Music Lessons

A couple of years ago jazz singer Kurt Elling asked, "How many choir boys go out and start shooting people up? If [a choir boy] does it, it's a freak accident, right? ... Look at the kids in the Harlem boys choir. Those kids are going to grow up, and they're going to be totally civilized, man. They're going to be totally civilized because they're going to have a sensitivity in their whole makeup because of their musical skills, because they know what it's like to feel music."

In a community where an estimated 70 percent of teenagers drop out of high school, the Boys Choir of Harlem stands out as an example of inner-city potential. Essentially an artistic and academic preparatory school for fourth- to 12th-graders, with an intense focus on music, the choir has won countless awards and performed before four presidents. And 98 percent of its members have graduated from college. The program's success spawned an offshoot in 1988, the Girls Choir of Harlem.

Walter J. Turnbull, who made his operatic debut with Houston Grand Opera in Scott Joplin's Treemonisha, formed the group in 1968 simply to "share the joy of music with African-American children." The project became something of an obsession for him and his colleagues. When Turnbull's local church wouldn't allow him to use nonmember talent to expand, he turned the choir into a nonprofit organization.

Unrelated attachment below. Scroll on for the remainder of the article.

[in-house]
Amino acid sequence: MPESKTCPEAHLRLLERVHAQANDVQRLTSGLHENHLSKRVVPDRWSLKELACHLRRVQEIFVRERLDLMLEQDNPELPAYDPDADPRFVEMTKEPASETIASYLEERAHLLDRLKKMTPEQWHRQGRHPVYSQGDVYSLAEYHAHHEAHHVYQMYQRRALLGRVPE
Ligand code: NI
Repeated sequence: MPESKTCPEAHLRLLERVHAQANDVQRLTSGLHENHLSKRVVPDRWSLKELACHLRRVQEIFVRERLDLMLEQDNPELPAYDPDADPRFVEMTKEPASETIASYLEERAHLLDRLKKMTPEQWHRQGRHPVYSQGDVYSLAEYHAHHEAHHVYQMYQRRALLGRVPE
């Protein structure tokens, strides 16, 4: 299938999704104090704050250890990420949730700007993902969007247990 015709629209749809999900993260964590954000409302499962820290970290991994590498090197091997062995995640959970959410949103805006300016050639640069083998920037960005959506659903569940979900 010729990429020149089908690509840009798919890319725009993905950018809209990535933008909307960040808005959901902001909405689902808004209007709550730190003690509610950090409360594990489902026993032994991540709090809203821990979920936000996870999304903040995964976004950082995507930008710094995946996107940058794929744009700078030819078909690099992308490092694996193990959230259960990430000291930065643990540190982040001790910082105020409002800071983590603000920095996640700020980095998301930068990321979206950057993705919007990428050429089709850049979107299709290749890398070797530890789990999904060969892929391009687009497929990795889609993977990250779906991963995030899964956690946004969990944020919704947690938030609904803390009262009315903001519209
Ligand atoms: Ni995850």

Turnbull and company give the kids Haydn, Schubert, Mozart and Handel, along with a sense of discipline and moral foundation that serves them the rest of their lives. As Turnbull once said, the difference between the kids in the choir and other inner-city youths is "somebody is willing to do something for them, and they are willing to do something."

The results sing for themselves.